Ontario’s 2008 Poverty Reduction Strategy announced that the review of social assistance with a focus on removing barriers and increasing opportunities for people to work
This commitment was reinforced in subsequent provincial Budgets and in the annual progress reports of the Poverty Reduction Strategy
In late 2009, the Minister set up the Social Assistance Review Advisory Council (SARAC) to recommend the Review’s scope
In May 2010, the Minister received recommendations from SARAC and announced the appointment of the Commissioners and the Terms of Reference, reflecting SARAC’s advice, on November 30 th , 2010
The Commission is being asked to provide the government with specific recommendations and a concrete action plan to improve the social assistance system, with a final report to be submitted to the Minister by June 30 th , 2012
The Terms of Reference developed by government describes five key outcomes; these outcomes statements provide the focus for dialogue with stakeholders and for the Commission’s research priorities
Specifically, the Commission’s recommendations will enable government to:
establish an appropriate benefit structure that reduces barriers and supports people’s transition into, and attachment within the labour market
This includes guaranteeing security for those who cannot work
place reasonable expectations on, and provide supports for, people who rely on social assistance with respect to active engagement in the labour market and participation in treatment and rehabilitation
simplify income and asset rules to improve equity and make it easier to understand and administer social assistance
ensure the long-term viability of the social assistance system
define Ontario’s position vis-a-vis the federal and municipal government as it relates to income security for Ontarians
In early June, we formally launched our engagement process with a Discussion Paper to focus the conversation on solutions, by identifying the challenges and trade-offs in the way forward
We encouraged people across Ontario to come together in groups to engage in cross-community dialogue so that proposed solutions reflected the perspectives of different regions and communities.
A Guide to Hosting a Community Conversation and a video message from the Commissioners were made available on the website to support community conversation
The Commissioners joined these “community conversations”, in 11 communities during June and July. In each community, local organizations were asked to convene sessions and site visits over the course of a day involving a wide range of stakeholders.
All told, the Commissioners connected with over 2000 people through these visits.
In addition, many other communities also responded to the invitation to organize community conversations and send in the ideas generated at the sessions.
The website provided a number of ways for people to respond to the paper, including through the online workbook, by sending in a written submission or making a short comment. A 1-800 number was publicized on the site.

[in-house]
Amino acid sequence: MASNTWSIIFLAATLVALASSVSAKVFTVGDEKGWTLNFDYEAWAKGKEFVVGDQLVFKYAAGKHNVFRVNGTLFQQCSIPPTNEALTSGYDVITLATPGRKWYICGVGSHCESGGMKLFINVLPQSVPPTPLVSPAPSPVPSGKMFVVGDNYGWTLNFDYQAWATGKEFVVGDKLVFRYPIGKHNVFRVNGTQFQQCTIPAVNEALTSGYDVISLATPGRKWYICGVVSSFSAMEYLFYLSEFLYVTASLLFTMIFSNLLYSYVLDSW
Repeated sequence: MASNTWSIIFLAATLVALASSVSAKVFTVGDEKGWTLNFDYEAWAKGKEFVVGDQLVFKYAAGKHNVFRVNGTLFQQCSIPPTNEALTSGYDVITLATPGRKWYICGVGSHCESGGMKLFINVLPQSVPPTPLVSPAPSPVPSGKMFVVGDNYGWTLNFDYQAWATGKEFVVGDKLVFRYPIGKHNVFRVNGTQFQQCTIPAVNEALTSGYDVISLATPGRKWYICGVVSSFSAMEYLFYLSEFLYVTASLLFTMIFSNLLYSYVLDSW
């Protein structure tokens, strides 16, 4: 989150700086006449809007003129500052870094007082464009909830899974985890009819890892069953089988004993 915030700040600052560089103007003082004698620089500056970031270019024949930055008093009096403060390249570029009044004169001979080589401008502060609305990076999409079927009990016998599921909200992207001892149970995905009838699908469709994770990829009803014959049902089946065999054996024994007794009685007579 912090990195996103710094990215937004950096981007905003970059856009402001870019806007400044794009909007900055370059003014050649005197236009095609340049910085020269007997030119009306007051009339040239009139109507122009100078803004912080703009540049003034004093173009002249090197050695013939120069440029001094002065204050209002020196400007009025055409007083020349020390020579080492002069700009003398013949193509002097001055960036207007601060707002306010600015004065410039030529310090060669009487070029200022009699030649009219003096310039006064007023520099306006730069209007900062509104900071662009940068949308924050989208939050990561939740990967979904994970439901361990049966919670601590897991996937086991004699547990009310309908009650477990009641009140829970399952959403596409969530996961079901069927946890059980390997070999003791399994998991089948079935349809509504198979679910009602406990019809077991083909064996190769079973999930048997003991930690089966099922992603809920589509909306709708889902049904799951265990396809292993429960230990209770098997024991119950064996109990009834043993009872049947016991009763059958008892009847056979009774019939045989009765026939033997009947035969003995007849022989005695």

We received over 700 submissions through these various means; many of these are posted on our website so that people can learn about the perspectives of others on the issues and solutions
In keeping with its mandate, the Commission is holding “separate and substantive discussions with First Nations to ensure reforms that reflect their needs and priorities”, as directed in the Commission’s Terms of Reference
We are engaging with the Chiefs of Ontario, the Ontario Native Welfare Administrators Association whose members deliver OW on reserve, and the Ontario Federation of Indian Friendship Centres that represent those working with urban aboriginals
The Commissioners are also meeting with political leadership and communities through regional sessions with various First Nations communities across the province. These will continue through the end of November
The Commissioners had a very useful meeting with ODEN representatives and subsequently with some of the employers in ODEN’s Champions’ League. As a follow-up, they will be meeting with Lt.-Gov. David Onley in early December to further discuss the issues of employment with persons with disabilities
The ODEN submission provided valuable advice on the key issues raised in the Discussion Paper, including:
The “Employment First” model which recognizes the importance of employment and the potential contribution of people with disabilities
The importance of inter-ministerial and inter-jurisdictional coordination, with consistent and integrated funding
The need for investment in employment services
The importance of seeing the employers as clients, and providing supports to job retention
The submission had a good discussion of incentives and disincentives and pointed to some of the real impacts of such features of the current system as assets limits, claw-backs, “overpayments”, and the lack of health benefits available outside social assistance
It also spoke to solutions in terms of regional variations in rates, alternatives to depletion of assets, different approaches to those who need only short-term income support assistance, changes in reporting and application processes